Among the other notable new features is the eReader view illuminates the screen to make reading more comfortable and there are a few S4 features that also make the cut including the Smart Stay function which uses eye tracking technology to turn off the screen when you're not looking at it.
There’s also motion support to allow you to swipe the screen with your hand to take a screenshot and mute the volume by placing your entire hand over the screen but we had little success getting the latter to work.
Samsung Galaxy Note 8.0: Camera
It’s the same 5-Megapixel rear-facing camera as the Note 10.1 minus the LED Flash but it seems like Samsung can’t decide on a standard for the front-facing camera dropping from 1.9 on the biggest Note to 1.3 Megapixel.
Again you shouldn’t expect spectacular results and despite the inclusion of Auto Focus, the pictures we took delivered noisy images lacking the vibrancy and detail to warrant taking this out to snap over a smartphone. On the video front the Note 8.0 shoots 720p HD quality movies but like the Note 10.1 it’s largely underwhelming, offering dull and ordinary footage.
Samsung Galaxy Note 8.0: Screen
With a resolution of 1280x800 the screen display is exactly the same as the Samsung Galaxy 2 10.1, a device that's two years old which is both surprising and disappointing as we hoped there might be a display comparable to the Nexus 10.
The screen is bright and vibrant enough for watching video and the 189 PPI pixel density means it does have improved levels of clarity compared to the Note 10.1 and the iPad Mini. On the whole it will serve up a decent enough display for multimedia consumption and browsing.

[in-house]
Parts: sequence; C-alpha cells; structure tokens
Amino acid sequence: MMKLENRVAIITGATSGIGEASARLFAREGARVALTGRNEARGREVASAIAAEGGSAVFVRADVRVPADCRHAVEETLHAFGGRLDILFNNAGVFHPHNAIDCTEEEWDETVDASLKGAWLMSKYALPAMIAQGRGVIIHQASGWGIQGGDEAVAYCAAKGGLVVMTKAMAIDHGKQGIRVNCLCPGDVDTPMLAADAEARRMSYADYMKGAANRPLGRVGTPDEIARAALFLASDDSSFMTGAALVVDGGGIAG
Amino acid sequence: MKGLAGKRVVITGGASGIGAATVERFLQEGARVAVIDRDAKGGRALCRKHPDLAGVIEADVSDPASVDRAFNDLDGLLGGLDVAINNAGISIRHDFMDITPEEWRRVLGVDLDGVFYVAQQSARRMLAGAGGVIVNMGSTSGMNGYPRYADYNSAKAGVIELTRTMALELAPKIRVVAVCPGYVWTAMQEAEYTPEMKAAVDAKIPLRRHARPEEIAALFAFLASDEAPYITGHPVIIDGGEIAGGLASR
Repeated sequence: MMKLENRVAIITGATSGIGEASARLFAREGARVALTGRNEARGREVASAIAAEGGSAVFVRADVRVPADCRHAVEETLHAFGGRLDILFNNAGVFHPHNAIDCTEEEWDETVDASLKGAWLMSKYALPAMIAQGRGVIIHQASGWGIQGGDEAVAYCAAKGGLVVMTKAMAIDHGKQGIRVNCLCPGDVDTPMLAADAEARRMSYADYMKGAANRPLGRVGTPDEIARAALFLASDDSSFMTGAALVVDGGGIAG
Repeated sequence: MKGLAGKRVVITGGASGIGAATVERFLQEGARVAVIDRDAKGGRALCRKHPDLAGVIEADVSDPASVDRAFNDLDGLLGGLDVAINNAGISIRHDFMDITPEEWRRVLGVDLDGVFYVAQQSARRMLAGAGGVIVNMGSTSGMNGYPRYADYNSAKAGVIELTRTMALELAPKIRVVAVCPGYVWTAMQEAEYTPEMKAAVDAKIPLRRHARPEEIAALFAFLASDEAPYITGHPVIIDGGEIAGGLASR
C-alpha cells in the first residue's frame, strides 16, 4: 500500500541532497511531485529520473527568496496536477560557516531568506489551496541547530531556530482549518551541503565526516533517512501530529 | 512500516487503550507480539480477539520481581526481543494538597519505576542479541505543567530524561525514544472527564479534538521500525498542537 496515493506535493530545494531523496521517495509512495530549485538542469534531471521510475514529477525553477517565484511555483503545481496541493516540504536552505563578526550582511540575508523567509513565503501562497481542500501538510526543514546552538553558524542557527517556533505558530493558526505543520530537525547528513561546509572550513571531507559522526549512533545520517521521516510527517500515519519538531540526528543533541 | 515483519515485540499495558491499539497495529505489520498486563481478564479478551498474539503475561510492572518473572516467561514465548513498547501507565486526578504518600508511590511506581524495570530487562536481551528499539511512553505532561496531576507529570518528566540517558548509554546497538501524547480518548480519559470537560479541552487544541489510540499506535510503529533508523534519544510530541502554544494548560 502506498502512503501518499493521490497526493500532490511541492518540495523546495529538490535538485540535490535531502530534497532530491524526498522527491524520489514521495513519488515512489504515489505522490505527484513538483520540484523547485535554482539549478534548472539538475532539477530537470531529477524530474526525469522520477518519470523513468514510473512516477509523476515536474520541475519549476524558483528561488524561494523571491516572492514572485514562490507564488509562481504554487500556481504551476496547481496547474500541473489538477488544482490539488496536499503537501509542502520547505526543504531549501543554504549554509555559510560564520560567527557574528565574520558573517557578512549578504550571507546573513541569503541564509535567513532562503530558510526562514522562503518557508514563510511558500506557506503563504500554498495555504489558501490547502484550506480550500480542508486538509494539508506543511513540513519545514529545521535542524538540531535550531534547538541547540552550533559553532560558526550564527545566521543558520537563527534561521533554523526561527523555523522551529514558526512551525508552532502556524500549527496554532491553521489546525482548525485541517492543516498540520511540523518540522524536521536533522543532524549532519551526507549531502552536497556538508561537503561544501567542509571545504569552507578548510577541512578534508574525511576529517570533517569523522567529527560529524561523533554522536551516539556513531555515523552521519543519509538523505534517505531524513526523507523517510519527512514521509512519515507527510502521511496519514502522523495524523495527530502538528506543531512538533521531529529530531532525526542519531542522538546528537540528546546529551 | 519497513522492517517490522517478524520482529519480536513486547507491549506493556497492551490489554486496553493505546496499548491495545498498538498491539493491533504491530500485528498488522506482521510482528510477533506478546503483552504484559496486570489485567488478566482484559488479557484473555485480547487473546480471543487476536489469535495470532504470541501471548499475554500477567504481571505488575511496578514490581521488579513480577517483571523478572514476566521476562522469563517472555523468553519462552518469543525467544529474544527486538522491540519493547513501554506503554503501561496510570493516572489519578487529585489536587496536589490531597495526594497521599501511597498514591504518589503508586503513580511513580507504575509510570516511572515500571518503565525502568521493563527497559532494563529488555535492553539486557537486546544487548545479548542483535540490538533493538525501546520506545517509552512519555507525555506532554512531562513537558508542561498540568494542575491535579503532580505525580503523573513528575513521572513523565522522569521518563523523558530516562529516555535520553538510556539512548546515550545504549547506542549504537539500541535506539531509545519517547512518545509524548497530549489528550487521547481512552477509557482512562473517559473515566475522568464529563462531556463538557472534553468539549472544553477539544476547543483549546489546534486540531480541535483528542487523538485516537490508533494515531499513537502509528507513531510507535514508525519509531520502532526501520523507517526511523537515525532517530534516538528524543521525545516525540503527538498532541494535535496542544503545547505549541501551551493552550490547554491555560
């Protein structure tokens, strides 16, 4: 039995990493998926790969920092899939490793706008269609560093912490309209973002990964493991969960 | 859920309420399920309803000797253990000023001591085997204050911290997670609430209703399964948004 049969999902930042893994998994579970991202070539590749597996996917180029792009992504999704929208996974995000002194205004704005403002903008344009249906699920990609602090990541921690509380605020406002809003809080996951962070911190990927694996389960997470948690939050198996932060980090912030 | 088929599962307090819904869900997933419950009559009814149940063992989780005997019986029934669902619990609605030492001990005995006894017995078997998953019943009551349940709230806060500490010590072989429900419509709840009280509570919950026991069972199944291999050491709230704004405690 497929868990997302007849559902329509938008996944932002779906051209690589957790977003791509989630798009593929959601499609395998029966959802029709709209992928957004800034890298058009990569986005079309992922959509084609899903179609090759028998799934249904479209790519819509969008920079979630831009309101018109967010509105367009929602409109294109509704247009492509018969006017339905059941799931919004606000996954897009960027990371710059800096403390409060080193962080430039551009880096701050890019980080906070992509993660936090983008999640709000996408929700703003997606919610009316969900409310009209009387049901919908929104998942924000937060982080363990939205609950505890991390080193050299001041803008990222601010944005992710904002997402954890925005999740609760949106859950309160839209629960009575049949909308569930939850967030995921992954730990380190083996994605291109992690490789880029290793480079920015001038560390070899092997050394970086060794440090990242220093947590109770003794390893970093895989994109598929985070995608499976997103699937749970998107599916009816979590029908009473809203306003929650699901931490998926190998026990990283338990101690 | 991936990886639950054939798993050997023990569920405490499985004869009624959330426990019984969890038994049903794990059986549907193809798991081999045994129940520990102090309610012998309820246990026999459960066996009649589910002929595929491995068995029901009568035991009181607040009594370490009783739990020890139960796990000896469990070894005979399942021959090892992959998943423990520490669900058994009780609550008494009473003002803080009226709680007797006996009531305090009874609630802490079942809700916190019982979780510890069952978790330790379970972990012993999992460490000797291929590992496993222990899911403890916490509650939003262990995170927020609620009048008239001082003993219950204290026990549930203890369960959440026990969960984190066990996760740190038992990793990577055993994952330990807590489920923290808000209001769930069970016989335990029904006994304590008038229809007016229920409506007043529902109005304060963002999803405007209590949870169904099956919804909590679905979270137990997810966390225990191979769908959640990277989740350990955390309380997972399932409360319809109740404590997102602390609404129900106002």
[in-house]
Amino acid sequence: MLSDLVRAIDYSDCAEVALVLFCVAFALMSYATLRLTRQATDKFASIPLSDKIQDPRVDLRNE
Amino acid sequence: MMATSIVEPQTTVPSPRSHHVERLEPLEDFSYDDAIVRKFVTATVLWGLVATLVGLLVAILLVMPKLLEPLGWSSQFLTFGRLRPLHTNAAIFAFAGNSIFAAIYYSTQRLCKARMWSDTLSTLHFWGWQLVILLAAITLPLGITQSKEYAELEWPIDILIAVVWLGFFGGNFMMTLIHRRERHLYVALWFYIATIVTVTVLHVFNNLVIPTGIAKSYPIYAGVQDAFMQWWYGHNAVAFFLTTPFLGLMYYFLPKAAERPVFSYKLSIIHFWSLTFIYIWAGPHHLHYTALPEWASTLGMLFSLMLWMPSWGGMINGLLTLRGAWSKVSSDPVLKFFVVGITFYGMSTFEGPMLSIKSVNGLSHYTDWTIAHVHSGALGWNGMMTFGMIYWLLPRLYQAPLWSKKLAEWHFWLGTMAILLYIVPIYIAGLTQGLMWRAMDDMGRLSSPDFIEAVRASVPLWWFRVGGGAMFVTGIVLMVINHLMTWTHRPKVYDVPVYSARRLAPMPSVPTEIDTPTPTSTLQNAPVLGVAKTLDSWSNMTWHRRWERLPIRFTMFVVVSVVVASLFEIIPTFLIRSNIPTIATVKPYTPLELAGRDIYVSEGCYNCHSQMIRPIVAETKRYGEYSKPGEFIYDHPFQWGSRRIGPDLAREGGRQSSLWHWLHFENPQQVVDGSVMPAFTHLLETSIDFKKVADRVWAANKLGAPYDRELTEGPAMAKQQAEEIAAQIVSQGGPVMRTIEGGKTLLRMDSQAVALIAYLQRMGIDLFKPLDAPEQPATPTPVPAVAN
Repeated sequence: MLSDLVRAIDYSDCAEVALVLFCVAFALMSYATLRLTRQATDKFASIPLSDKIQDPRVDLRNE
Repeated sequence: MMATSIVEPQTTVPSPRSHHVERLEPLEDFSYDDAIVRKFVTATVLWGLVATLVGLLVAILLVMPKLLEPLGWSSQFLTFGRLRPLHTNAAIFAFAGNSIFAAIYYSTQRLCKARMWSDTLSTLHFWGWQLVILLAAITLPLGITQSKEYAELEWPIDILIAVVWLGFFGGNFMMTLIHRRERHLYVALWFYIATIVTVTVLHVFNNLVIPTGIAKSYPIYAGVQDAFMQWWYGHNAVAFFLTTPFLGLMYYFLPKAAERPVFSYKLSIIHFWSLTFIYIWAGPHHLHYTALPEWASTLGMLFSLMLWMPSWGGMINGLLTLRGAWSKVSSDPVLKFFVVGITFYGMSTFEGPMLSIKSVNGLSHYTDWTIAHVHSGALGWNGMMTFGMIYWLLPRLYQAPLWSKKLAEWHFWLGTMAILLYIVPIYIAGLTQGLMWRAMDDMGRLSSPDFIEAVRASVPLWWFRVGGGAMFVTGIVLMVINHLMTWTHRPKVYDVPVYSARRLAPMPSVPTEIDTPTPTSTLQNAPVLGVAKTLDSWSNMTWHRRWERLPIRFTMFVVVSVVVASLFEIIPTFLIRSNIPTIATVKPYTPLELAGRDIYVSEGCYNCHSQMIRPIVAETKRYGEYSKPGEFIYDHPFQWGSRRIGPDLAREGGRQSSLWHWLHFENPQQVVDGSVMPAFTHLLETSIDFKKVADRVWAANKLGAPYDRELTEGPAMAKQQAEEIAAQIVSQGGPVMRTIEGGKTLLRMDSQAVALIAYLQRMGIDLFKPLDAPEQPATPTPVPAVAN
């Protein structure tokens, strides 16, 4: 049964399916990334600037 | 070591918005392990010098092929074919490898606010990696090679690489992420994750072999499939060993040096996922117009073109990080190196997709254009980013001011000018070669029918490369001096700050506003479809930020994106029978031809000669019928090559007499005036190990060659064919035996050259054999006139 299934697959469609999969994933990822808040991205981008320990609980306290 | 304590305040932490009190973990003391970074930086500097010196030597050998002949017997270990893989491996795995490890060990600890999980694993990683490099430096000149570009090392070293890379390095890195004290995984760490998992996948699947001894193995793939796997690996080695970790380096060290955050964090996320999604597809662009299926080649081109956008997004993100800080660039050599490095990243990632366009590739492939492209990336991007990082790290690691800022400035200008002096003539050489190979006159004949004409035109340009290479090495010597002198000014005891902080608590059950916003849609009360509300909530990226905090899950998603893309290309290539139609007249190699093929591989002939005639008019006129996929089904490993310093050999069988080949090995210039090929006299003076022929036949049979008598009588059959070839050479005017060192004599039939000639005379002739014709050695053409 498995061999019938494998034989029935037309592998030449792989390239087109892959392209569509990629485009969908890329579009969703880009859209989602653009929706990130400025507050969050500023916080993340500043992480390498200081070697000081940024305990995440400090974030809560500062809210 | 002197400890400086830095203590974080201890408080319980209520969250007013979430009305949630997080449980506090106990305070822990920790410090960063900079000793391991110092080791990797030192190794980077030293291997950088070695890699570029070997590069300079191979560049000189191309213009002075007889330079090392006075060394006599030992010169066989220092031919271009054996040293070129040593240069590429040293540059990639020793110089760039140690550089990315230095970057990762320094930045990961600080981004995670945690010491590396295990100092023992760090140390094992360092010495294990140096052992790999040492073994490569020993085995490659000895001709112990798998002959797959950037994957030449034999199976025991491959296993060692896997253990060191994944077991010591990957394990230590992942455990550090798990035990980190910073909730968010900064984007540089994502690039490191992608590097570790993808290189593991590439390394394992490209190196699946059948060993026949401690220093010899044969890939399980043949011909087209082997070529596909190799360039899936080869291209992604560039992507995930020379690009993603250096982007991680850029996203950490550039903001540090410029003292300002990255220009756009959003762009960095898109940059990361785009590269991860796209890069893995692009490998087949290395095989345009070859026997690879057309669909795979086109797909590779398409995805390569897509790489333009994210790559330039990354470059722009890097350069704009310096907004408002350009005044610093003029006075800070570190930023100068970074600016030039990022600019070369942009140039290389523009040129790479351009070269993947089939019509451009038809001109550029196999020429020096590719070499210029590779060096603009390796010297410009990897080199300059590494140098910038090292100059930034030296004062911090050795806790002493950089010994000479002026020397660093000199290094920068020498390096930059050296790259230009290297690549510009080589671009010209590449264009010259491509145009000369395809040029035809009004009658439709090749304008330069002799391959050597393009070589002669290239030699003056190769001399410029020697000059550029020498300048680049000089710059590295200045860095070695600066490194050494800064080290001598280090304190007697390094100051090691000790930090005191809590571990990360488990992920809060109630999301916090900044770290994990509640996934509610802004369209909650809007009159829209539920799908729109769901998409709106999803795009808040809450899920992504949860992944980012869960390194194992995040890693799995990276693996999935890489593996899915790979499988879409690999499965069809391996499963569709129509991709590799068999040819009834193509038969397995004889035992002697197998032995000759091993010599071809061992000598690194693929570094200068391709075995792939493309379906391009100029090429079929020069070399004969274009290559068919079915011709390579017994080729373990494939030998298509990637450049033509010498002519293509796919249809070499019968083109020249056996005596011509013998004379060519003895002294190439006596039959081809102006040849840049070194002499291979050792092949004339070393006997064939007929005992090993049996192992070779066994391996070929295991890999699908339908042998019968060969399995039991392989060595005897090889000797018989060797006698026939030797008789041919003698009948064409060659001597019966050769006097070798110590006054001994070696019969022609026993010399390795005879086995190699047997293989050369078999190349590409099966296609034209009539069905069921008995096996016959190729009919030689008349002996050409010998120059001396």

Samsung Galaxy Note 8.0: Performance
Powering the Note 8.0 is an Exynos 1.6GHZ quadcore processor with 2GB of RAM that comfortably takes care of multi-tasking features like Multi-View and running multiple apps in the background.
The skinned Android Jelly Bean 4.2.2 means it’s a slick operator to navigate around and the extra cores really show its value when browsing the internet which is extremely rapid particularly when using Chrome.
Samsung Galaxy Note 8.0: Battery
A 4,600maH battery means its halfway house between the Note 2 and Note 10.1 in terms of capacity and Samsung claims you can get up to 8-9 hours of time with it.
We have to say that the device dropped battery life quite quickly after an hour of streaming but did make it through a day of heavy usage. On much lighter use it lingered for a few days, but we’d say it averaged around seven hours before it needed charging again.
Samsung Galaxy Note 8.0: Verdict
It feels like we've said this about many Samsung tablets before, but the Note 8.0 is almost a great tablet. The inconsistency of features throughout the Samsung tablet range is frustrating.
While we can reserve praise for the S-Pen and its brilliant multi-tasking prowess powered by its quadcore innards, we can’t be as glowing about the uninspiring design, battery life and a display that we hoped would've been a higher resolution.
If you love the idea of a traditional writing and drawing experience and prefer the more portable appeal over the Note 10.1 (or think the Note 2 is too small) then this is for you. If you're not really sold on the idea of brainstorming ideas with an S-Pen, but want a smaller sized tablet, the Nexus 7 or iPad Mini are cheaper options to go for instead.
Samsung Galaxy Note 8.0 release date: Out now
Samsung Galaxy Note 8.0 price: £340